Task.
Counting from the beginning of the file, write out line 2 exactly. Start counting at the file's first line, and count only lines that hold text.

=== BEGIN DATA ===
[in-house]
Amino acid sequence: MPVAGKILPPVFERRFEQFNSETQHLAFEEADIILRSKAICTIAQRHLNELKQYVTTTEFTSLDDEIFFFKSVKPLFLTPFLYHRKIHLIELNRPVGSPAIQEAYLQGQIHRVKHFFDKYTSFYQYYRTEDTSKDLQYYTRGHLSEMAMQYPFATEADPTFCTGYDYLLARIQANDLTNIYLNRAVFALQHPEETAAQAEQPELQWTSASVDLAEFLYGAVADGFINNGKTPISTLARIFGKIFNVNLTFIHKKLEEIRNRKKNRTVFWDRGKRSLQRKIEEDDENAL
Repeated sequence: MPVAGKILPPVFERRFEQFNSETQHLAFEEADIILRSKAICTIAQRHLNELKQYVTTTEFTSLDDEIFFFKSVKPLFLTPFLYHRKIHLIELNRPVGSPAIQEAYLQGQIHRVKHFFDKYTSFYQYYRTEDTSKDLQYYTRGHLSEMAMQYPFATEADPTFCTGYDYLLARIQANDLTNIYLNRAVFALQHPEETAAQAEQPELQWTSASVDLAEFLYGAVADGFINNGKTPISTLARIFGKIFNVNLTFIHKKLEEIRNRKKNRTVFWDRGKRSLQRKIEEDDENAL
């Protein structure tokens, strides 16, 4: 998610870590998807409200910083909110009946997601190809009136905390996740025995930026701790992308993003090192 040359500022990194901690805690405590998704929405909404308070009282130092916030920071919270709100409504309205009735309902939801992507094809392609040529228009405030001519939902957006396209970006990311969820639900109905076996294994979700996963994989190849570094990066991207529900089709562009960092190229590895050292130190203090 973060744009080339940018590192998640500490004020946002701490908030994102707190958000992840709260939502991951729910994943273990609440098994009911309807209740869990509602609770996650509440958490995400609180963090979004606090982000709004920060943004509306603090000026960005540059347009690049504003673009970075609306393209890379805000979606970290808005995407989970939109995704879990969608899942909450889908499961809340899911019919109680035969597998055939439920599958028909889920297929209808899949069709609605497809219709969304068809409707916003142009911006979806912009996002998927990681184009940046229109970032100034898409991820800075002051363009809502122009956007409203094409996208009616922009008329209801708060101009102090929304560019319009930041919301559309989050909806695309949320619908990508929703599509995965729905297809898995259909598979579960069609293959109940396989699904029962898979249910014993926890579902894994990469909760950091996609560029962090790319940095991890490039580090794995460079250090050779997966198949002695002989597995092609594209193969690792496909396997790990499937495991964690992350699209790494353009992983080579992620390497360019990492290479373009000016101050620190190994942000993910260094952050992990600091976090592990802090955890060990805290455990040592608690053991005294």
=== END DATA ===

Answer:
Amino acid sequence: MPVAGKILPPVFERRFEQFNSETQHLAFEEADIILRSKAICTIAQRHLNELKQYVTTTEFTSLDDEIFFFKSVKPLFLTPFLYHRKIHLIELNRPVGSPAIQEAYLQGQIHRVKHFFDKYTSFYQYYRTEDTSKDLQYYTRGHLSEMAMQYPFATEADPTFCTGYDYLLARIQANDLTNIYLNRAVFALQHPEETAAQAEQPELQWTSASVDLAEFLYGAVADGFINNGKTPISTLARIFGKIFNVNLTFIHKKLEEIRNRKKNRTVFWDRGKRSLQRKIEEDDENAL